The Simpsons Season 31 Episode 15 Review: Screenless

The Simpsons almost go low-tech when Marge orders the family to go Screenless.

The Simpsons Season 31 Episode 15 Review Screenless
Photo: Fox

This The Simpsons review contains spoilers.

The Simpsons Season 31 Episode 15

The Simpsons season 31, episode 15, “Screenless,” gives up is Wi-Fi to gain the series’ soul. The Simpson family bravely takes on the cellular menace, which is far worse than any Phantom Menace because we see it all around us. It robs us of our imaginations and sense of civil community. It takes children to smaller places where they can only get in virtual trouble and Robocalls keep you near a device with a reminder every 18 minutes. Although I can see Marge being courteous to the disembodied voices of our future robot masters.

The episode opens with a parody of the true crime drama. Their “Making a Murderer” grew up in Killville, Wisconsin. the “convict me” state, where the only right you have is to remain silent, apparently, and maybe get a shot at tampering evidence. Netflix promises close-ups of the residents who were deemed most likely to murder. And then it all falls apart. If only the jury knew there were no victims they might not have thrown an innocent man in prison. But they still may have. The Simpsons adds that to discovery to leave our verdicts hung.  They’re telling us the long arm of the long-form news documentary genre has overreached.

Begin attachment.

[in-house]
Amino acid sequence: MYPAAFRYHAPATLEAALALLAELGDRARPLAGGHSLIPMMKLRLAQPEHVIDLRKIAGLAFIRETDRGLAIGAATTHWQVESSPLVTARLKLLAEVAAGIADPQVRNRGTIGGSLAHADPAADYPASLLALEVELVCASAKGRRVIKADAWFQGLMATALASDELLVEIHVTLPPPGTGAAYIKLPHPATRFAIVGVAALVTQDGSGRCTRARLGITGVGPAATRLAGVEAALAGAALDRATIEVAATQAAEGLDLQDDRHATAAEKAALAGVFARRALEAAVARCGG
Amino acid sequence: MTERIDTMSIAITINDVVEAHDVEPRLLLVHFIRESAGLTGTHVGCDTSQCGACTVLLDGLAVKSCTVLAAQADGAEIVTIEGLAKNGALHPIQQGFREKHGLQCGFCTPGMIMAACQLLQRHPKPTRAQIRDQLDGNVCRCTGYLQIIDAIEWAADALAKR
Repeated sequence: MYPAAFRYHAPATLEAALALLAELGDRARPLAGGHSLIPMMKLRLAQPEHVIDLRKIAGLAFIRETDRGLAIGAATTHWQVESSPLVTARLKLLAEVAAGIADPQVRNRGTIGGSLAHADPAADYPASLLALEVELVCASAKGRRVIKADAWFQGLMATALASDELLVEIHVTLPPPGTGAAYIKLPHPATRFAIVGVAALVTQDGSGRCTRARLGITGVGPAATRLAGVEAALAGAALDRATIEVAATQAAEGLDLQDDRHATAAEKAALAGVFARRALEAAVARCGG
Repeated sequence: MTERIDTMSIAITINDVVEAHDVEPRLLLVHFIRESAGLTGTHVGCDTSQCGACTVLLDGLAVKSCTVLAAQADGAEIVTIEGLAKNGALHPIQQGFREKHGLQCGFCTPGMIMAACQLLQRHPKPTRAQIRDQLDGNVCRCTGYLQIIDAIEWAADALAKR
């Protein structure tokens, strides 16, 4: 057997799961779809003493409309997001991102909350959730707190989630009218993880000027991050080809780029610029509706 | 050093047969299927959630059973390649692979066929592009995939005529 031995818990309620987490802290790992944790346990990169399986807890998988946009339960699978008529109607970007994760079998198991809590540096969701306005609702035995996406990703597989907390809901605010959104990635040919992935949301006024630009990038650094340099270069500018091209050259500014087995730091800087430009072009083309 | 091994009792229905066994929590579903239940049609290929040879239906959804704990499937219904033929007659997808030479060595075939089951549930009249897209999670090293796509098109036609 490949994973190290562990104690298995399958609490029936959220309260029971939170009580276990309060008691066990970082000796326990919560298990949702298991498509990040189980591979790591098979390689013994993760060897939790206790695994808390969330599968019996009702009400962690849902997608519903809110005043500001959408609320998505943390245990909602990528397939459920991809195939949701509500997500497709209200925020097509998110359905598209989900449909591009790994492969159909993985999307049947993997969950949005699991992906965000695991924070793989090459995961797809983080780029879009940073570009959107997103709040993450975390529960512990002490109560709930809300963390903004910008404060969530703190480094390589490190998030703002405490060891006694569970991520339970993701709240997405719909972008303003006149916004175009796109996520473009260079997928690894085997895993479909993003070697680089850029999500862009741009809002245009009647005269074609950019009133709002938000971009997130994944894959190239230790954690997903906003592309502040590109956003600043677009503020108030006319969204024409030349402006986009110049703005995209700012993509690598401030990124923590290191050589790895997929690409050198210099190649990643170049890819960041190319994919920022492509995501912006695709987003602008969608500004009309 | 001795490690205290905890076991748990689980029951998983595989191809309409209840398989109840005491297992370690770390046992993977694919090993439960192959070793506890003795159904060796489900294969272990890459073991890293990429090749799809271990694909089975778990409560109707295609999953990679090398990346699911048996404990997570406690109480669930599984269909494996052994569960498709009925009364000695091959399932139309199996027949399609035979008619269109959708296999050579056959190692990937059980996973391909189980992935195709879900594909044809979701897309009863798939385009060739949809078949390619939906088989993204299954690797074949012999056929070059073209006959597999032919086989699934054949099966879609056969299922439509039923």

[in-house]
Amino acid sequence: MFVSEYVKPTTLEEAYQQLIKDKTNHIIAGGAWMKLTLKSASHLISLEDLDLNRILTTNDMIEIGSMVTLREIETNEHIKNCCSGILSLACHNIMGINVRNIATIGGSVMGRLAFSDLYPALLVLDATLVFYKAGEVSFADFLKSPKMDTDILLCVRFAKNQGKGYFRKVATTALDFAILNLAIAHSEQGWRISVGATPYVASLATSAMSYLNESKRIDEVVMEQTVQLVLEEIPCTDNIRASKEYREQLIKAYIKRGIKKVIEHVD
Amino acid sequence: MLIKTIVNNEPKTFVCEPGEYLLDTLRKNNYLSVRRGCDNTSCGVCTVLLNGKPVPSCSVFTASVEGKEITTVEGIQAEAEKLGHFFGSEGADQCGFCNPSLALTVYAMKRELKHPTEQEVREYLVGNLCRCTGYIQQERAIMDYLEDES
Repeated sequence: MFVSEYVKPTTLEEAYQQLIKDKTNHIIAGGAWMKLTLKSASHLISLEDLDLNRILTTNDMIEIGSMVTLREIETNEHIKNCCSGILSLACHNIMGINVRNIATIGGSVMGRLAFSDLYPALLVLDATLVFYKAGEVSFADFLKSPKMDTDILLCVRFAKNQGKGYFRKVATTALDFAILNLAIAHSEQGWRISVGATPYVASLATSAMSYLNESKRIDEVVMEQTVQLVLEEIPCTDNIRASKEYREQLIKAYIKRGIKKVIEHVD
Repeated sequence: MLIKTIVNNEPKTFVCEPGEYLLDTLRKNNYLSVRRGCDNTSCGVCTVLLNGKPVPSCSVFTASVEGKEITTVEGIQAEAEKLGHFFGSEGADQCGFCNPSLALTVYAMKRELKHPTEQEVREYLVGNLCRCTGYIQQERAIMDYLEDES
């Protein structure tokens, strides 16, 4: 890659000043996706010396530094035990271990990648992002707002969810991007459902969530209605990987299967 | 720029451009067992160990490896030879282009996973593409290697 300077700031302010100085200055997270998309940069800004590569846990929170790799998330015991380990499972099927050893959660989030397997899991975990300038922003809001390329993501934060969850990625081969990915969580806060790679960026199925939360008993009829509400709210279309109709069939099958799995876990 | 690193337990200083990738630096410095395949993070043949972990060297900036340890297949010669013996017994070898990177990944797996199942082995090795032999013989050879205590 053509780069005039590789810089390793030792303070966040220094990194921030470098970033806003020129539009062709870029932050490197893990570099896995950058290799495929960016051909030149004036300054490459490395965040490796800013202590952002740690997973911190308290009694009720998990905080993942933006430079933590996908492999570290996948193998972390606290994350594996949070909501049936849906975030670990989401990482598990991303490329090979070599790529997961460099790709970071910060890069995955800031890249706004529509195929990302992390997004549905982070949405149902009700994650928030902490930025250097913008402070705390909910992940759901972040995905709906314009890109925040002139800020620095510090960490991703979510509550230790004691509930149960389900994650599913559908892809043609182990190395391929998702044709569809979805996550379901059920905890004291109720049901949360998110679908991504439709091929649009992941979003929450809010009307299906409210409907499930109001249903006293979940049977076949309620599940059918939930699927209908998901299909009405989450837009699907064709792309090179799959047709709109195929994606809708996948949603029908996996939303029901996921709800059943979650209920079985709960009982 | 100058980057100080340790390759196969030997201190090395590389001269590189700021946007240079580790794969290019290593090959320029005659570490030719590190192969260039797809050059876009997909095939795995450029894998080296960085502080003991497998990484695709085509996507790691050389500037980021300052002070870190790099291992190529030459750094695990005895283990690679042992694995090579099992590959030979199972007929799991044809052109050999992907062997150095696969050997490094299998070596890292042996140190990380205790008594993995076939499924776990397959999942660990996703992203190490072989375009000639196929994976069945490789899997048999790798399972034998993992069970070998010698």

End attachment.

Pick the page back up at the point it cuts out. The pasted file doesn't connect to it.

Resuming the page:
The writers forgot that Homer’s brother, played by Danny DeVito, invented a machine which translates what babies are saying with the premise of the episode: sign language is a good tool for communication. The biggest laugh of the episode comes after we experience how Maggie hears everything her family around her is saying. Lisa bemoans how those with the most to say have the least ability to do it. Then Grandpa comes through the room babbling incoherently. It is perfectly set up and unexpectedly executed and lands.

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Marge takes all the fun of baby sign language by angsting over a fun week of repetitive drills. Maggie can express to Marge that she doesn’t want to see Star Wars because she used to be baby Yoda. Maggie signs “fire, “monster garbage smell” at Patty and Selma’s place but she always sleeps so well there. Maggie’s lessons are so successful Marge is looking at educational forums which only ask for students’ brains when they die. But just as she makes the connection, social commentary throws red tape on it. The educational forum lost its government funding and the family stopped paying attention.

Marge demands the family give up their phones. Lisa’s suggestion the family have a conversation gets a big laugh, from the family who has no intention of missing a single Tik Tok post. Marge points out Steve Jobs never gave his kids an iPad. The family shoots back a reminder of Marge’s own social media presence. “Cake fails are important,” she pleads. “If people fail at cake they need to be told.” This is so perfectly Marge. It is completely relatable to how she’s taken on the reality of homemaker and yet it adds the twinge of her addictive personality. She’s the one with the gambling problem.

I was very impressed by Marge’s covert tech. We all know how much she can hide in her hair, but the Apple Watch she keeps on her shin spans two investigative gadgetry classics. It is basically a Dick Tracy watch you wear on your shin, which is much more convenient than Maxwell Smart’s shoe phone on Get Smart. The CONTROL spies had to have all their conversations in one place, ostensibly while standing on one foot.